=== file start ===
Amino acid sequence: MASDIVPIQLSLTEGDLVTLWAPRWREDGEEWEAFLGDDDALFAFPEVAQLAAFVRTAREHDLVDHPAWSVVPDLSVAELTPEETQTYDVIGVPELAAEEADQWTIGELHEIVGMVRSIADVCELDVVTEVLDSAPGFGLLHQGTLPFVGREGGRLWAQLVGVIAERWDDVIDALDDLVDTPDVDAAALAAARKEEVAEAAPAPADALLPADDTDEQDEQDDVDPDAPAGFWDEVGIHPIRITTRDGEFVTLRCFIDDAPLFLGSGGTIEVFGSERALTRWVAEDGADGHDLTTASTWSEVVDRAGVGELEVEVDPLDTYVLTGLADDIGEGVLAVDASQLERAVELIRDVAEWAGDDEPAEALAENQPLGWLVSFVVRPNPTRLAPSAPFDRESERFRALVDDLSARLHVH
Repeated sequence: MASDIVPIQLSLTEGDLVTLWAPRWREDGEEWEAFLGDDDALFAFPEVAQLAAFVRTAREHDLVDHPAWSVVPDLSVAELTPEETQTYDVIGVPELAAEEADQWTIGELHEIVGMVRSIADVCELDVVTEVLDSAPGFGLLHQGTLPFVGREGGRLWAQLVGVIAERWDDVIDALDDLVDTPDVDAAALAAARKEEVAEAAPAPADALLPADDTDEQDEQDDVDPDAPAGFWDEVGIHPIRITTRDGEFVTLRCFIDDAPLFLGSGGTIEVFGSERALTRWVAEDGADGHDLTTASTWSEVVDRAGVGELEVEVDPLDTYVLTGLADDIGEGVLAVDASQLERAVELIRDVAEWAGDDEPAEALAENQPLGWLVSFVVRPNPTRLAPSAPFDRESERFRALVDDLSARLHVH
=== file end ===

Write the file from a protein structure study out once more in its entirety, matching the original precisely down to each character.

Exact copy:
Amino acid sequence: MASDIVPIQLSLTEGDLVTLWAPRWREDGEEWEAFLGDDDALFAFPEVAQLAAFVRTAREHDLVDHPAWSVVPDLSVAELTPEETQTYDVIGVPELAAEEADQWTIGELHEIVGMVRSIADVCELDVVTEVLDSAPGFGLLHQGTLPFVGREGGRLWAQLVGVIAERWDDVIDALDDLVDTPDVDAAALAAARKEEVAEAAPAPADALLPADDTDEQDEQDDVDPDAPAGFWDEVGIHPIRITTRDGEFVTLRCFIDDAPLFLGSGGTIEVFGSERALTRWVAEDGADGHDLTTASTWSEVVDRAGVGELEVEVDPLDTYVLTGLADDIGEGVLAVDASQLERAVELIRDVAEWAGDDEPAEALAENQPLGWLVSFVVRPNPTRLAPSAPFDRESERFRALVDDLSARLHVH
Repeated sequence: MASDIVPIQLSLTEGDLVTLWAPRWREDGEEWEAFLGDDDALFAFPEVAQLAAFVRTAREHDLVDHPAWSVVPDLSVAELTPEETQTYDVIGVPELAAEEADQWTIGELHEIVGMVRSIADVCELDVVTEVLDSAPGFGLLHQGTLPFVGREGGRLWAQLVGVIAERWDDVIDALDDLVDTPDVDAAALAAARKEEVAEAAPAPADALLPADDTDEQDEQDDVDPDAPAGFWDEVGIHPIRITTRDGEFVTLRCFIDDAPLFLGSGGTIEVFGSERALTRWVAEDGADGHDLTTASTWSEVVDRAGVGELEVEVDPLDTYVLTGLADDIGEGVLAVDASQLERAVELIRDVAEWAGDDEPAEALAENQPLGWLVSFVVRPNPTRLAPSAPFDRESERFRALVDDLSARLHVH